https://www.innerfidelity.com/content/katzs-corner-episode-25-adventures-distortion

Until then, I agree with pma that Distort should brickwall filter out harmonics and intermodd that are more than Fs/2. I did a simple test adding 2HD to an 18kHz tone and the alias falls on 8kHz (for CD).

Question to pma - what spectrum analyzer software are you using? I use the one in audacity but your plots look much better.

Regards
13DoW
 
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Honestly I think there is enough distortion on any audio already present.
Not to mention the whole signal chain until you hear something.
The ear drum also might add quite a bit of distortion also.
No need to add even more of it.
 

pkane

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So I tried some simple experiments adding second and third harmonic to some music files. I heard no difference with 1% 2HD and no difference with 0.5% 3HD. I did not got higher, instead I am going to try different levels of 7HD as higher harmonics are supposed to be more objectionable.
What I am curious about is whether 2HD can mask audible higher harmonics. I was intrigued by this article by Bob Katz (matering engineer) where he built an adjustable second harmonic distortion box and by dialing in a little 2HD he could make lesser sounding heddphone amps match his reference.
https://www.innerfidelity.com/content/katzs-corner-episode-25-adventures-distortion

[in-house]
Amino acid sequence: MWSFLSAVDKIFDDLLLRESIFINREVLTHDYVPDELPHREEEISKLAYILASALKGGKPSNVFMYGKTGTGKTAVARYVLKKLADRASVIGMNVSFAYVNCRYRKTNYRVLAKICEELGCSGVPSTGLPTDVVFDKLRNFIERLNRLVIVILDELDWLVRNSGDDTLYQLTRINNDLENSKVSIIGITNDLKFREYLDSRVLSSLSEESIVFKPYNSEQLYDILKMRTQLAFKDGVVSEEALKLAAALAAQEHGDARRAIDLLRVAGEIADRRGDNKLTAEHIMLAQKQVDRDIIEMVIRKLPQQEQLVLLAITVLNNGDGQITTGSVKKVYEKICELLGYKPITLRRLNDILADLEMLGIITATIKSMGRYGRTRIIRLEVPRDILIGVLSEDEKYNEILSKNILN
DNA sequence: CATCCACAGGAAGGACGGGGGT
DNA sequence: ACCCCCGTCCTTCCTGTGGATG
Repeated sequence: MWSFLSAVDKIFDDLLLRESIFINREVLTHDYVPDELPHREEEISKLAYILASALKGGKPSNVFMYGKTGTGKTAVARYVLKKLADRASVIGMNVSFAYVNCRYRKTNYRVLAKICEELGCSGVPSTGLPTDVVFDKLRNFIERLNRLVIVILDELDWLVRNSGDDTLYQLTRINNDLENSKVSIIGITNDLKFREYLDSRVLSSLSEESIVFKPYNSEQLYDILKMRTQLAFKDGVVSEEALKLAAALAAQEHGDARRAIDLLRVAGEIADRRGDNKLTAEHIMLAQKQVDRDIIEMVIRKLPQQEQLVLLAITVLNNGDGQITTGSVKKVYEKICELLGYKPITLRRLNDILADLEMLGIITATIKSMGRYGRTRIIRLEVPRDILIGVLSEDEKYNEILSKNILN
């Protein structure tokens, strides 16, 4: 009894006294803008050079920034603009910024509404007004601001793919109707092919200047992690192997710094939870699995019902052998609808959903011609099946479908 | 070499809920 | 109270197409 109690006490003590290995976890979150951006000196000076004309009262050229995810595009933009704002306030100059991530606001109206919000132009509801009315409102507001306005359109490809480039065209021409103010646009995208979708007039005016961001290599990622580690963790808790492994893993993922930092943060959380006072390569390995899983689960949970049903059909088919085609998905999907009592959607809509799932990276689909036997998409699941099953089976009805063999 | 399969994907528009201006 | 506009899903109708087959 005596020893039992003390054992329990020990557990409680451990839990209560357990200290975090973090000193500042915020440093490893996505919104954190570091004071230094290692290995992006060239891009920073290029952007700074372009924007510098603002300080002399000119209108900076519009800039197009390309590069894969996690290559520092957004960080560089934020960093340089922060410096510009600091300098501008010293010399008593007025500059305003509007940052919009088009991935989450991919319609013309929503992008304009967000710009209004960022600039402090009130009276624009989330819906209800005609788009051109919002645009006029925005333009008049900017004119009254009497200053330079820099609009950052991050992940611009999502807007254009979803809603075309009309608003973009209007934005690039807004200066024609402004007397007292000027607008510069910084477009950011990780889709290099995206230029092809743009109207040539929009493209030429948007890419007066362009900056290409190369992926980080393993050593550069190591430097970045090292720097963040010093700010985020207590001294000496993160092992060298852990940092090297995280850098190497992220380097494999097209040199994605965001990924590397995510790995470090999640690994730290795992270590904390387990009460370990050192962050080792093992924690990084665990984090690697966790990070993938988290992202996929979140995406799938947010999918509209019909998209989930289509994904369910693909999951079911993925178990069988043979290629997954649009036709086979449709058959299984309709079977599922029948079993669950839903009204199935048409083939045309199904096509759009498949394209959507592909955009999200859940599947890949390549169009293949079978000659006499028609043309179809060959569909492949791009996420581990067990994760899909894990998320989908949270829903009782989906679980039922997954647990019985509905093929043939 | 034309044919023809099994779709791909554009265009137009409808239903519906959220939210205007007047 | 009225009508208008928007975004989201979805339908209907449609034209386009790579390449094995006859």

Until then, I agree with pma that Distort should brickwall filter out harmonics and intermodd that are more than Fs/2. I did a simple test adding 2HD to an 18kHz tone and the alias falls on 8kHz (for CD).

Question to pma - what spectrum analyzer software are you using? I use the one in audacity but your plots look much better.

Regards
13DoW
I've already implemented configurable oversampling as part of DISTORT app, including a brick-wall filter. This will need more work and testing before I release it, as I want this to be as fast as possible to allow for real-time comparisons. You should try the blind test @Archimago posted with various degrees of THD added into the mix to see how much you can or cannot hear. On casual listening, I found 1% THD to be just about the cutoff for me, where I could just start to identify the distortion signature. On more careful listening, I could do a lot better, but I'll withhold my results until Archimago's blind test is completed and the results published :)

Regards,

-Paul